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Apple will release its new small tablet, more likely to be called the iPad Air than the iPad Mini, on 23 October. Apple is getting in early to take some of the gloss off the launch of Windows 8 and Microsoft Surface tablet two days later.

There are enough rumours and leaks and joining the dots that we pretty well know that’s the date, and what the small iPad will look like. It will have a 7.85 inch screen, slightly larger than the Google Nexus, which will be its main competitor, and which has set the bar for smaller tablets ( I have one – it’s fabulous).

It will not have a retina display, to keep the price down. For the same reason it will have a low power processor and an ordinary camera. It will need to be cheap, at around US$299, because it will have to compete against the Nexus and Amazon’s updated Kindle Fire in the US holiday season. And the low end Microsoft Surface.

For that low price it will also be Wi-Fi only – a 4G version will cost much more, and will probably not be announced in the first release so as not to cannibalise sales of the larger iPad. Indeed, many of its features will be somewhat hobbled for that very reason. Apple wants the iPad Mini Air baby tablet Nexus killer to compete against the cheap small tablets, not against its own high margin iPad 2.

It will of course use the new and unpopular Lightning connector, the new Apple “standard”. It will probably be available in 16, 32 and 64 Gbyte models, like its big brother, to give it an edge over the Nexus. Memory is getting cheaper every day, and there’s no reason not to give it a bit of grunt. Google can get away with limited memory on the Nexus because it expects you to store stuff in the Cloud, but Apple still prefers you to download stuff and access it locally.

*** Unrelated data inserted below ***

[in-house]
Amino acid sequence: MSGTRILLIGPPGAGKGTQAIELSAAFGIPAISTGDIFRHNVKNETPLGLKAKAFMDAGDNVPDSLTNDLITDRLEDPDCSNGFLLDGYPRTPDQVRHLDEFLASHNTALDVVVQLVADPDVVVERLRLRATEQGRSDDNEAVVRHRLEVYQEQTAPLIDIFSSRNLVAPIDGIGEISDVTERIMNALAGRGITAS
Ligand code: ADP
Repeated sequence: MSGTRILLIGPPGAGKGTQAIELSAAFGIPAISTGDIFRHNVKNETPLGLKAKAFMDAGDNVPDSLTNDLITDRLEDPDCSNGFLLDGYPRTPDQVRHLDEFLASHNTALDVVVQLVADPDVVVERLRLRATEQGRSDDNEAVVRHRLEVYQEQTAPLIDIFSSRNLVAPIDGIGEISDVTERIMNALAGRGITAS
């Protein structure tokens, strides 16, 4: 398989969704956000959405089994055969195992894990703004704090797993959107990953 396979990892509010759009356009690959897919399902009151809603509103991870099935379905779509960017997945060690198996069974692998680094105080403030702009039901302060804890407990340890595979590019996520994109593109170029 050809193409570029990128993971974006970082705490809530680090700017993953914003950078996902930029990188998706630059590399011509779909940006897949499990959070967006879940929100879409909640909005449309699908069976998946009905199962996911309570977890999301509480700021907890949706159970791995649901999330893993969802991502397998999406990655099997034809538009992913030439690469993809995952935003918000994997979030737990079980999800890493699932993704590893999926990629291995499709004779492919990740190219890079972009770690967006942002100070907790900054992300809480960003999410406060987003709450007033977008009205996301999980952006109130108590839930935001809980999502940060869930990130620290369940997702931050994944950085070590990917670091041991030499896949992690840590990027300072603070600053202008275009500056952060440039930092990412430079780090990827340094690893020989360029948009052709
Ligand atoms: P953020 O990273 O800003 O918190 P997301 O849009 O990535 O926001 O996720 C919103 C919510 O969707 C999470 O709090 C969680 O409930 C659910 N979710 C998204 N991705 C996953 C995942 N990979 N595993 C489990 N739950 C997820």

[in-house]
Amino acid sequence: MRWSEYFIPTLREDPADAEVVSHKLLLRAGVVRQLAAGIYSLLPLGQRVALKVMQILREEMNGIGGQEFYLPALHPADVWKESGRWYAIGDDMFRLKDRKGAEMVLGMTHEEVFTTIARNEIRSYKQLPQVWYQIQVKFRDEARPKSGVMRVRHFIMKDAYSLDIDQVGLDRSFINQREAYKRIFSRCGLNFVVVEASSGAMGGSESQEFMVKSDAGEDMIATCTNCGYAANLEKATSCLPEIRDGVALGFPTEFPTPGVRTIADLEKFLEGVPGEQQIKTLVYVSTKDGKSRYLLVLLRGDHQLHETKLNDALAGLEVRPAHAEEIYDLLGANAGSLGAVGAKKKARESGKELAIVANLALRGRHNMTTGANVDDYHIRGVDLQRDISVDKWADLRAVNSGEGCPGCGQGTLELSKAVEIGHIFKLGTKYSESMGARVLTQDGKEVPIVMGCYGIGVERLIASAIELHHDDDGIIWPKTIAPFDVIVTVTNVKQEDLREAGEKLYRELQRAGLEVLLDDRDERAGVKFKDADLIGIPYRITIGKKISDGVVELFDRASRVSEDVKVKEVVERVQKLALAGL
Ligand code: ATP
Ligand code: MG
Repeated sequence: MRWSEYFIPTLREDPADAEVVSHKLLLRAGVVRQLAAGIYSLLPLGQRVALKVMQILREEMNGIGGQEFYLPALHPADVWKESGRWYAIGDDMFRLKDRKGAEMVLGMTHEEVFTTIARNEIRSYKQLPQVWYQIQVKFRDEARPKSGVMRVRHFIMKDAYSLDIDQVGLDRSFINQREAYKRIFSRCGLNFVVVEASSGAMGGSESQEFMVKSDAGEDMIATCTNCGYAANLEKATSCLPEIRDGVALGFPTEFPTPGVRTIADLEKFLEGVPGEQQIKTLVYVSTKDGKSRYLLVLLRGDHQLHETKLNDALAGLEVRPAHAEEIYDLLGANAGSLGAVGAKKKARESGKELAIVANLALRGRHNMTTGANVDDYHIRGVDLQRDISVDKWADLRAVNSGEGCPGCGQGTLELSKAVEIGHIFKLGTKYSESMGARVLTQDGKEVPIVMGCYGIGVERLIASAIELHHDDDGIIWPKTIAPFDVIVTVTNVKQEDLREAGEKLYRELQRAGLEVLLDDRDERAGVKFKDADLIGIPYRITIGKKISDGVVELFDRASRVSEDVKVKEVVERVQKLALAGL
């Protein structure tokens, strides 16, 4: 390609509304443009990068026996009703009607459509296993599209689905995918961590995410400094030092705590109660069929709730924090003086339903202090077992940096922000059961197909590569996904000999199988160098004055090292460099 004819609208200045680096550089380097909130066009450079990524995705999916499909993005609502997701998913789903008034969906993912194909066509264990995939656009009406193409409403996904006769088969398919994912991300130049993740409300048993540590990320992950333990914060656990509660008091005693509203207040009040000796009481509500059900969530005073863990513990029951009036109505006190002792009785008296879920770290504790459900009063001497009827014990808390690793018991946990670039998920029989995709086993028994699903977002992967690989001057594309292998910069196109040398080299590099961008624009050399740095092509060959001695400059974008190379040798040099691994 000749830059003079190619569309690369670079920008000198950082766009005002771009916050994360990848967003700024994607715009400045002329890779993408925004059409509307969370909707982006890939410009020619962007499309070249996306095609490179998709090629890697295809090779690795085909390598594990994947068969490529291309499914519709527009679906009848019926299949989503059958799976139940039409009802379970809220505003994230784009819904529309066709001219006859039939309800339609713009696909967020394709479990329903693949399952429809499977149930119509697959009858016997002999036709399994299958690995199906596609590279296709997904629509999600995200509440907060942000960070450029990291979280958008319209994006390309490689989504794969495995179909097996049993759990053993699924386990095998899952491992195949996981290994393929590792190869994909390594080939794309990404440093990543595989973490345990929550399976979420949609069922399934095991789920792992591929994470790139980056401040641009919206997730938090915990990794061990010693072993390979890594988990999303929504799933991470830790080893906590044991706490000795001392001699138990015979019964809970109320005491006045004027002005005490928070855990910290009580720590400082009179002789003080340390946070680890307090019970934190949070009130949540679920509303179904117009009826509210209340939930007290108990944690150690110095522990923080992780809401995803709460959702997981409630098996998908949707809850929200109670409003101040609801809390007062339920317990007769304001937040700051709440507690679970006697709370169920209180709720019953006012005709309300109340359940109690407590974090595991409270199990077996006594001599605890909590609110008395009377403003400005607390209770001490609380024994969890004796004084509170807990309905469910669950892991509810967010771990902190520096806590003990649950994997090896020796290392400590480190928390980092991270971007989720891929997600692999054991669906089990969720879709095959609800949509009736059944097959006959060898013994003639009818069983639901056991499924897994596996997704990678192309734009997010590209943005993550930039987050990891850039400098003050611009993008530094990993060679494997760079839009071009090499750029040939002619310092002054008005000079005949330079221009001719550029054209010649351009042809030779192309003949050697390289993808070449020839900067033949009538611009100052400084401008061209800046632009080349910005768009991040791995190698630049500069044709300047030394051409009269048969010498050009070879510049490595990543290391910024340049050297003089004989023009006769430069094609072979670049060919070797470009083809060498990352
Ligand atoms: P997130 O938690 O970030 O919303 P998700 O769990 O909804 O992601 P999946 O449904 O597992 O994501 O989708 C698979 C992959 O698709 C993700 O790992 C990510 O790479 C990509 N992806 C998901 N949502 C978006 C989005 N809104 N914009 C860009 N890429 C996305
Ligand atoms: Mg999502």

There’s other rumours – that it will be available in smart colours like the iPod, that it will have a cover with a keyboard like the Microsoft Surface, that it will come with a dancing girl and set of steak knives. People do like speculation.

Tablets are now commodities. Apple is not a commodity player. As with the iPhone 5, it is now playing catchup. Steve Jobs has been dead a year. Apple is already a different company.

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Graeme Philipson

Graeme Philipson is senior associate editor at iTWire and editor of sister publication CommsWire. He is also founder and Research Director of Connection Research, a market research and analysis firm specialising in the convergence of sustainable, digital and environmental technologies. He has been in the high tech industry for more than 30 years, most of that time as a market researcher, analyst and journalist. He was founding editor of MIS magazine, and is a former editor of Computerworld Australia. He was a research director for Gartner Asia Pacific and research manager for the Yankee Group Australia. He was a long time IT columnist in The Age and The Sydney Morning Herald, and is a recipient of the Kester Award for lifetime achievement in IT journalism.

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